12 | 99% of Iceland accepts cards, so there is no need for large amounts of cash, but make sure your card has a pin and a chip reader.
While Iceland is a wild country, they are really keeping up with the times since cash is rarely used and cards are accepted basically everywhere. I had about $200 USD in spare cash that I had before my trip that I exchanged for Kronas and a lot of people looked quite confused when I would pull out banknotes to pay! I found that the most reliable place to get your currency exchanged is at one of the banks in Reykjavik. There are a few in town, but I went to Landsbankinn, down the road from the Galaxy Pod Hostel and the service there was quick and easy!
Choose wisely with the card you bring because you’re going to want it to have a pin number for the gas stations you fill up at. Gas stations and ATM’s in Iceland require a pin number and a chip reader on your card in order for you to use them. I had a debit and credit card with both of these features, so I had zero issues, but check your cards to make sure they’ll be able to be used while you’re away.
13 | At the least, try to pronounce and/or learn some basics of Icelandic.
Alright, I get it. You see the word “Fjaðrárgljúfur” and bail… BUT WAIT. Hold it right there. I know it’s a lot of travelers’ common practice to just point and cross your fingers, but the Icelanders will really appreciate your valiant attempts at trying to learn a phrase or a few words in Icelandic (and probably get a good laugh in the process). The rolling r’s and accents on certain letters can be confusing, but once you learn a few pronunciations, the rest seem to get a just slightly easier (keyword: slightly). Here are some words and phrases to get you started:
Reykjavík = “Ray-kya-veek”
Vík = “Veek” (like week with a v)
Höfn = “Hup”
Þórsmörk = “Thors-mourk”
Landmannalauger = “Land-manna-laos-gaer”
Dyrhólaey = “Deer-hole-la-aye”
Seljalandsfoss = “Sel-ya-lands-foss”
Once you’re on the road, you’ll notice that a lot of Icelandic words are made up of smaller words. If you get familiar with these words, you can easily decipher what certain things are like Fjadrárgljúfur, Svartifoss, Jökullsárlon, and more just by knowing the endings of the word!
vik = bay
foss = waterfall
gljúfur = canyon
fjordur = Fjord
Fjöll = mountain
lón = lagoon
laug = pool
14 | Carry some small notes and Kronas to make donations and to pay for the restrooms.
While you can get away with using a card everywhere, you will want to exchange a little bit of cash in case you really need to use the restroom that requires payment or if you’re visiting a place that takes donations. I visited a small hot spring on the Golden Circle that was open for public use but welcomed donations to keep the space clean and open for everyone to use. A lot of the smaller sites you see, like the geothermal springs, are locally owned, so any little bit of Kronas helps them out and gives back to the Icelandic communities.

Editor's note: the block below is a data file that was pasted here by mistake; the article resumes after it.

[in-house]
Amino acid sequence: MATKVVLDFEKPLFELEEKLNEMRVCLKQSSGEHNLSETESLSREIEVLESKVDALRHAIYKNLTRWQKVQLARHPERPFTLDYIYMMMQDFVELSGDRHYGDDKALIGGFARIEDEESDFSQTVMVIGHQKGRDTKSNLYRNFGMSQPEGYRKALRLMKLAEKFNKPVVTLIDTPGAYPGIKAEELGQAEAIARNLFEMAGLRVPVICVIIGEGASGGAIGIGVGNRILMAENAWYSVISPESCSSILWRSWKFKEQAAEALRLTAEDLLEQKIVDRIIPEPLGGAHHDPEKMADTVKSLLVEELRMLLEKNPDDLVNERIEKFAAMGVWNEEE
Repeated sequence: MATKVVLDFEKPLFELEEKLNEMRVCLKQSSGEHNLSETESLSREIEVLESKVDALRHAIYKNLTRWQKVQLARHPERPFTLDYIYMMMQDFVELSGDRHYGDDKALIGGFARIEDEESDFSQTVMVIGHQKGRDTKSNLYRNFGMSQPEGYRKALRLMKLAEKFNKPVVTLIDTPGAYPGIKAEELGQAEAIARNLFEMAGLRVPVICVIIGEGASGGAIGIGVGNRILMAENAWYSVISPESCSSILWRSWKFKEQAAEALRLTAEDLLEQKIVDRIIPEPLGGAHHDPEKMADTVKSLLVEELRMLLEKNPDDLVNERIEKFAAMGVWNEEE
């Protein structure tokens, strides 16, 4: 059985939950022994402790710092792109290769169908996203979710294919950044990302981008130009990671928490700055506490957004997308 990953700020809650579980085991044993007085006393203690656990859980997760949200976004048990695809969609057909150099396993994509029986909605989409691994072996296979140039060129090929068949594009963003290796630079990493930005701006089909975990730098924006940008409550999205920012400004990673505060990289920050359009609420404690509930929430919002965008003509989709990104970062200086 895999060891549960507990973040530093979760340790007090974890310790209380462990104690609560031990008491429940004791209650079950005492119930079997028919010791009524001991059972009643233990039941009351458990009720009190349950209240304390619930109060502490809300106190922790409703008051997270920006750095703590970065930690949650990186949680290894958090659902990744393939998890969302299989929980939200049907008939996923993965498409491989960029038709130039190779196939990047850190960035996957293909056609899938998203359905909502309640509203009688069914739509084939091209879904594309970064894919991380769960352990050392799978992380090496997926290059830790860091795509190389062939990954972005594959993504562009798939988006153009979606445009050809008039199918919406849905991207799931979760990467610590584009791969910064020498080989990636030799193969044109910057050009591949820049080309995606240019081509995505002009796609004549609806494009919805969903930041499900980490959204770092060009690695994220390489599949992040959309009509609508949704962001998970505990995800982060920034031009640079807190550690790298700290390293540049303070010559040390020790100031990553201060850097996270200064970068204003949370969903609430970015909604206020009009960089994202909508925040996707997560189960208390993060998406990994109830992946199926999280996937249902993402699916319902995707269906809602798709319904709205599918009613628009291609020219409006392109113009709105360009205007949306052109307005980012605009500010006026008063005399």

15 | Don’t stop in the middle of the road to take photos.
All of Iceland’s roads, aside from the highway in Reykjavík, are only two lanes. If you stop in the lane you’re either going to get hit or run over, so please refrain and find a safe place to pull over if you see something that you want a photo of.
16 | Iceland’s water is the BEST in the ENTIRE world, so you don’t need to buy plastic bottles.
When I hiked up Glymur Waterfall with some locals I was able to keep my Hydroflask totally empty for the whole trail, saving myself some weight, and once I reached the top, I was able to get ICE COLD, tasty, magical, out-of-this-world drinking water that gave a gentle hug to every cell in my body. The water in Iceland tastes so good that you won’t even be able to believe it. Not only will drinking from the tap, waterfalls, and streams save you a ton of money, it’ll help you reduce waste while you travel!
17 | If you’re road-tripping, don’t forget to bring a power inverter! #holygrail
Not only did a power inverter become my saving grace many times on my road trip, I never hit the road without one now! You’re going to be using your phone, camera, drone, etc., for so many photos and videos that charging in between accommodations isn’t going to cut it in terms of your battery life. And since Iceland’s sites can sometimes be hours apart, a power inverter just became your new travel BFF. I picked this one up from Best Buy before I left and I love it! I charged my camera batteries and phone with zero hassle! Just make sure that you don’t leave it plugged in when the car is off!
18 | When getting gas, do not press the “full tank” option. It will put a ~$200+ USD hold on your account for 3-7 days.
Thankfully I never made this mistake, but some other people have! Whenever I stopped in to get gas, I always chose the 5,000-10,000 krona option and I never had any issues. I’m not sure why they have the “fill tank” option since even the locals tell you not to choose it, but as long as you choose the desired amount you’ll be fine. It can be confusing to know how much you actually need when you first start driving your rental car, but once you get into the groove of things you’ll know what to choose when you have half or a close to an empty tank. Not only will choosing “full tank” out you a few hundred dollars but if you choose this option every time you get gas, your Iceland budget is going to go out the window in no time since it’s considered a “deposit of guarantee” and you’ll get your money back when the payment isn’t claimed. Yikes.
19 | When the weather forecast says it’s going to be stormy/windy, brace yourself (and your car).